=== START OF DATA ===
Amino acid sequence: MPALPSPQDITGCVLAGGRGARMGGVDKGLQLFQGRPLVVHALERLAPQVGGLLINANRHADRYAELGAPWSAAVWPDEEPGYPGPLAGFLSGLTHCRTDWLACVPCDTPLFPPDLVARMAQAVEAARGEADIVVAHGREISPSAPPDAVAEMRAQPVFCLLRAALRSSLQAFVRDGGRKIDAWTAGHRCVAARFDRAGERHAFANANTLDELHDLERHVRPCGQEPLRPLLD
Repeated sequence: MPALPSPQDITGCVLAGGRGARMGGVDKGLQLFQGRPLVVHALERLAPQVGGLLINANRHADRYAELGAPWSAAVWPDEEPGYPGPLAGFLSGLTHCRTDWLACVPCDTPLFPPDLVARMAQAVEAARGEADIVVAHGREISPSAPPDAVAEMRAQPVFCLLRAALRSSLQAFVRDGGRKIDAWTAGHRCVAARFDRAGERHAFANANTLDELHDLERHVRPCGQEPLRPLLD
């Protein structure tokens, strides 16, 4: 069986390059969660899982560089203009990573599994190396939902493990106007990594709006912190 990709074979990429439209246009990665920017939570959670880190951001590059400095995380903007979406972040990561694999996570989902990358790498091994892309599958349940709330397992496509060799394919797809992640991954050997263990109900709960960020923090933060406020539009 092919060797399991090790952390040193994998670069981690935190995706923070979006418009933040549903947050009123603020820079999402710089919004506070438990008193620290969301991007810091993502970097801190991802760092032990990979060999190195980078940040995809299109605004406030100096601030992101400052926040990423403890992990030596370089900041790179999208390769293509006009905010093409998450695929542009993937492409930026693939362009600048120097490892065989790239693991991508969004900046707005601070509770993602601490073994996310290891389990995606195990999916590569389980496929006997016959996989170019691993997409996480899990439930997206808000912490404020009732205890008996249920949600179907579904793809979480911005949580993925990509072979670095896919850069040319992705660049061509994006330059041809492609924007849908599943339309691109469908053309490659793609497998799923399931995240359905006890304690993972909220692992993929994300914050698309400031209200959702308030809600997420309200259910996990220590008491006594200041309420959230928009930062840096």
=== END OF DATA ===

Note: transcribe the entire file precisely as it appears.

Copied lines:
Amino acid sequence: MPALPSPQDITGCVLAGGRGARMGGVDKGLQLFQGRPLVVHALERLAPQVGGLLINANRHADRYAELGAPWSAAVWPDEEPGYPGPLAGFLSGLTHCRTDWLACVPCDTPLFPPDLVARMAQAVEAARGEADIVVAHGREISPSAPPDAVAEMRAQPVFCLLRAALRSSLQAFVRDGGRKIDAWTAGHRCVAARFDRAGERHAFANANTLDELHDLERHVRPCGQEPLRPLLD
Repeated sequence: MPALPSPQDITGCVLAGGRGARMGGVDKGLQLFQGRPLVVHALERLAPQVGGLLINANRHADRYAELGAPWSAAVWPDEEPGYPGPLAGFLSGLTHCRTDWLACVPCDTPLFPPDLVARMAQAVEAARGEADIVVAHGREISPSAPPDAVAEMRAQPVFCLLRAALRSSLQAFVRDGGRKIDAWTAGHRCVAARFDRAGERHAFANANTLDELHDLERHVRPCGQEPLRPLLD
């Protein structure tokens, strides 16, 4: 069986390059969660899982560089203009990573599994190396939902493990106007990594709006912190 990709074979990429439209246009990665920017939570959670880190951001590059400095995380903007979406972040990561694999996570989902990358790498091994892309599958349940709330397992496509060799394919797809992640991954050997263990109900709960960020923090933060406020539009 092919060797399991090790952390040193994998670069981690935190995706923070979006418009933040549903947050009123603020820079999402710089919004506070438990008193620290969301991007810091993502970097801190991802760092032990990979060999190195980078940040995809299109605004406030100096601030992101400052926040990423403890992990030596370089900041790179999208390769293509006009905010093409998450695929542009993937492409930026693939362009600048120097490892065989790239693991991508969004900046707005601070509770993602601490073994996310290891389990995606195990999916590569389980496929006997016959996989170019691993997409996480899990439930997206808000912490404020009732205890008996249920949600179907579904793809979480911005949580993925990509072979670095896919850069040319992705660049061509994006330059041809492609924007849908599943339309691109469908053309490659793609497998799923399931995240359905006890304690993972909220692992993929994300914050698309400031209200959702308030809600997420309200259910996990220590008491006594200041309420959230928009930062840096």